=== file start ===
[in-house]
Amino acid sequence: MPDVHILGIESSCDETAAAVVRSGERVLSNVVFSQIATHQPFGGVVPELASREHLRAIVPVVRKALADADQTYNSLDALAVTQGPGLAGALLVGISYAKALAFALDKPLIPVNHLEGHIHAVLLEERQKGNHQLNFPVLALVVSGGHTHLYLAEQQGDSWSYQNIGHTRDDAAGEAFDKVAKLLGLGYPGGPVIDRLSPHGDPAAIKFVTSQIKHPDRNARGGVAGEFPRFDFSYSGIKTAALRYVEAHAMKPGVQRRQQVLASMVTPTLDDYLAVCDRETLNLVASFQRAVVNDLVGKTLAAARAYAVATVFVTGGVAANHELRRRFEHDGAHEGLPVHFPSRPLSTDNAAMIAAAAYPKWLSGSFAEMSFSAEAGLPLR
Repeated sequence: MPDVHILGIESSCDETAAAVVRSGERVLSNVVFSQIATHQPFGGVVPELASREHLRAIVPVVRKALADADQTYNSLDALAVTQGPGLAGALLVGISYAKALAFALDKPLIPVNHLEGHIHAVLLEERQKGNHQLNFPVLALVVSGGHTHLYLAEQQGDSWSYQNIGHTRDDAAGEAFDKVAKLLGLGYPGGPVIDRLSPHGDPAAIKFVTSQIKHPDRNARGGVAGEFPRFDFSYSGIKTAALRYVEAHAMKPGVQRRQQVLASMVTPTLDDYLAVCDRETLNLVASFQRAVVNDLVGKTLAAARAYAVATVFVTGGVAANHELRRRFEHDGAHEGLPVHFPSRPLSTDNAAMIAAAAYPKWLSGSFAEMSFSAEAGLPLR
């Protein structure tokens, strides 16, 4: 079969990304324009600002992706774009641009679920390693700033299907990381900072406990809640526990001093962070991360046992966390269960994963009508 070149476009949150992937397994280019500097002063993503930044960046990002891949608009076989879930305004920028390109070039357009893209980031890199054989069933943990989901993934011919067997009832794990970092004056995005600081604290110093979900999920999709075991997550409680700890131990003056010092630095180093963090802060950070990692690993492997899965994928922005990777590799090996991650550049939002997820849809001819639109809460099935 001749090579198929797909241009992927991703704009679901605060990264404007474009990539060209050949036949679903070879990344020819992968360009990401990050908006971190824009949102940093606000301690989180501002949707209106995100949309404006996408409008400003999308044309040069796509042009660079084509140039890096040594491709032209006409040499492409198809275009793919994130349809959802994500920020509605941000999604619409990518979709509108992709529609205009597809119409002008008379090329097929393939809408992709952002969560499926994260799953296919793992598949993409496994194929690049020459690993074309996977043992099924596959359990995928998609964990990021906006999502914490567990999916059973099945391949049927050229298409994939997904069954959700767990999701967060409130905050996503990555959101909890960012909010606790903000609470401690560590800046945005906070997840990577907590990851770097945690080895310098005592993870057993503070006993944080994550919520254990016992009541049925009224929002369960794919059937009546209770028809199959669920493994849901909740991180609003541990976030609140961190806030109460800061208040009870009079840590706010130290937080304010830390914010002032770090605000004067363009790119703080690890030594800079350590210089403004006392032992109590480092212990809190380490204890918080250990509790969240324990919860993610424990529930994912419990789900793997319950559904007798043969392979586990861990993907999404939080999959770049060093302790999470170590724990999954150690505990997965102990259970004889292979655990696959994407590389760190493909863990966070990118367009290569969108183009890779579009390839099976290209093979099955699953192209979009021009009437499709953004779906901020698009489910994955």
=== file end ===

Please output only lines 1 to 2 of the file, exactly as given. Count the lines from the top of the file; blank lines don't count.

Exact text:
[in-house]
Amino acid sequence: MPDVHILGIESSCDETAAAVVRSGERVLSNVVFSQIATHQPFGGVVPELASREHLRAIVPVVRKALADADQTYNSLDALAVTQGPGLAGALLVGISYAKALAFALDKPLIPVNHLEGHIHAVLLEERQKGNHQLNFPVLALVVSGGHTHLYLAEQQGDSWSYQNIGHTRDDAAGEAFDKVAKLLGLGYPGGPVIDRLSPHGDPAAIKFVTSQIKHPDRNARGGVAGEFPRFDFSYSGIKTAALRYVEAHAMKPGVQRRQQVLASMVTPTLDDYLAVCDRETLNLVASFQRAVVNDLVGKTLAAARAYAVATVFVTGGVAANHELRRRFEHDGAHEGLPVHFPSRPLSTDNAAMIAAAAYPKWLSGSFAEMSFSAEAGLPLR